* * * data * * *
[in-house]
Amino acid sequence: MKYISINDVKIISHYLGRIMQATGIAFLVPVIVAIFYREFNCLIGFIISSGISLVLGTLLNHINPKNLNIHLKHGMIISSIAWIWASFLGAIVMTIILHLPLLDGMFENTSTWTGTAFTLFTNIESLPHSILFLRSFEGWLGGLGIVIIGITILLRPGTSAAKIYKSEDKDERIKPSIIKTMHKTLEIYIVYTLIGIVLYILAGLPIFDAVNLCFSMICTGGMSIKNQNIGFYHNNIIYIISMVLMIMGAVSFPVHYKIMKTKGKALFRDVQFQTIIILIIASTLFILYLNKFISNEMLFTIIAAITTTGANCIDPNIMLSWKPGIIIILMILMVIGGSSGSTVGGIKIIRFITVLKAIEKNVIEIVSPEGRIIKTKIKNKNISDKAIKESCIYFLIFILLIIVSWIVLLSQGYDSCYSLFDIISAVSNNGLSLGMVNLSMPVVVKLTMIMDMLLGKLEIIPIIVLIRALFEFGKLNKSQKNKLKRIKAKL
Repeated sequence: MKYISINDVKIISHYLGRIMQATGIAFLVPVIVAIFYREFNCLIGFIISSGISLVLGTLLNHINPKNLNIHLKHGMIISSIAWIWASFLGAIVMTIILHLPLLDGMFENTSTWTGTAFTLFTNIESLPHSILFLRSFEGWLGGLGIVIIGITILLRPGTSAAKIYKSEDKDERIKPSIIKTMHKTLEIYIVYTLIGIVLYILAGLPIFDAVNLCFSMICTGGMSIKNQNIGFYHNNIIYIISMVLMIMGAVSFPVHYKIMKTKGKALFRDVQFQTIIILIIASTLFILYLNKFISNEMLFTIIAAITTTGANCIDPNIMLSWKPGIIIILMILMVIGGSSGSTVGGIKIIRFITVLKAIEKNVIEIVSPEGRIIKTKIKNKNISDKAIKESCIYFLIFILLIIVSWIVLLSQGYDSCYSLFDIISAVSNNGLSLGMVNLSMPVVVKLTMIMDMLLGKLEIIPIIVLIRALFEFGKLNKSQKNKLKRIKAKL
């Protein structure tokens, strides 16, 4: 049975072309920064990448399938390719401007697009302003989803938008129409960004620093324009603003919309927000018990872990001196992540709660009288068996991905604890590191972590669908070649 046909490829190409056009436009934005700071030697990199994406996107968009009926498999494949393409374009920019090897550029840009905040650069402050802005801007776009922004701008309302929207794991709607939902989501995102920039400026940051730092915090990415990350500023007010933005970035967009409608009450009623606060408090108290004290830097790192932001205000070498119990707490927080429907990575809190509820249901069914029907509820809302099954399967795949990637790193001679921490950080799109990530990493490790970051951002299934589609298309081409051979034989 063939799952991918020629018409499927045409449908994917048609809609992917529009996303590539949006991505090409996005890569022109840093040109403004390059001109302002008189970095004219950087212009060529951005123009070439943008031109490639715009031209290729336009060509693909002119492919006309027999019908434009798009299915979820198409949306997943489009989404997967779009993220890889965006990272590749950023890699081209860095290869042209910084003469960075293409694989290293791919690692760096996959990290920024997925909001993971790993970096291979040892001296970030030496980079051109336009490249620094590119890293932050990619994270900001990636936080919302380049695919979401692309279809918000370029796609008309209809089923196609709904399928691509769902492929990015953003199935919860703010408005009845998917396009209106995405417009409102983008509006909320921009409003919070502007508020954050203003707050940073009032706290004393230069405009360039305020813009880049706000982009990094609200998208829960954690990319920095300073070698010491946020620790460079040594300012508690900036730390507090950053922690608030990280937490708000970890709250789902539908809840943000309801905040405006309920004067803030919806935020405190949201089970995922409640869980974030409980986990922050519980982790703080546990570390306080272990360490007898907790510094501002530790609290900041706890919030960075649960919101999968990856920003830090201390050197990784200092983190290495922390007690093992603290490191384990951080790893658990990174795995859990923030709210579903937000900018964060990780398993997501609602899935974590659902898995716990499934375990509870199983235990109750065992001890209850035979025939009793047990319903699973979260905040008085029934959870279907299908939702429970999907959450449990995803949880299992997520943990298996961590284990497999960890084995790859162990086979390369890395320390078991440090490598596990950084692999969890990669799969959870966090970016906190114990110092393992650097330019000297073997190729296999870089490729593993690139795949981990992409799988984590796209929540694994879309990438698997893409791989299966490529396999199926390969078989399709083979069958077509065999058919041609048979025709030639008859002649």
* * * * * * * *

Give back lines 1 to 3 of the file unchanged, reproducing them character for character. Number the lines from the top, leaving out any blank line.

[in-house]
Amino acid sequence: MKYISINDVKIISHYLGRIMQATGIAFLVPVIVAIFYREFNCLIGFIISSGISLVLGTLLNHINPKNLNIHLKHGMIISSIAWIWASFLGAIVMTIILHLPLLDGMFENTSTWTGTAFTLFTNIESLPHSILFLRSFEGWLGGLGIVIIGITILLRPGTSAAKIYKSEDKDERIKPSIIKTMHKTLEIYIVYTLIGIVLYILAGLPIFDAVNLCFSMICTGGMSIKNQNIGFYHNNIIYIISMVLMIMGAVSFPVHYKIMKTKGKALFRDVQFQTIIILIIASTLFILYLNKFISNEMLFTIIAAITTTGANCIDPNIMLSWKPGIIIILMILMVIGGSSGSTVGGIKIIRFITVLKAIEKNVIEIVSPEGRIIKTKIKNKNISDKAIKESCIYFLIFILLIIVSWIVLLSQGYDSCYSLFDIISAVSNNGLSLGMVNLSMPVVVKLTMIMDMLLGKLEIIPIIVLIRALFEFGKLNKSQKNKLKRIKAKL
Repeated sequence: MKYISINDVKIISHYLGRIMQATGIAFLVPVIVAIFYREFNCLIGFIISSGISLVLGTLLNHINPKNLNIHLKHGMIISSIAWIWASFLGAIVMTIILHLPLLDGMFENTSTWTGTAFTLFTNIESLPHSILFLRSFEGWLGGLGIVIIGITILLRPGTSAAKIYKSEDKDERIKPSIIKTMHKTLEIYIVYTLIGIVLYILAGLPIFDAVNLCFSMICTGGMSIKNQNIGFYHNNIIYIISMVLMIMGAVSFPVHYKIMKTKGKALFRDVQFQTIIILIIASTLFILYLNKFISNEMLFTIIAAITTTGANCIDPNIMLSWKPGIIIILMILMVIGGSSGSTVGGIKIIRFITVLKAIEKNVIEIVSPEGRIIKTKIKNKNISDKAIKESCIYFLIFILLIIVSWIVLLSQGYDSCYSLFDIISAVSNNGLSLGMVNLSMPVVVKLTMIMDMLLGKLEIIPIIVLIRALFEFGKLNKSQKNKLKRIKAKL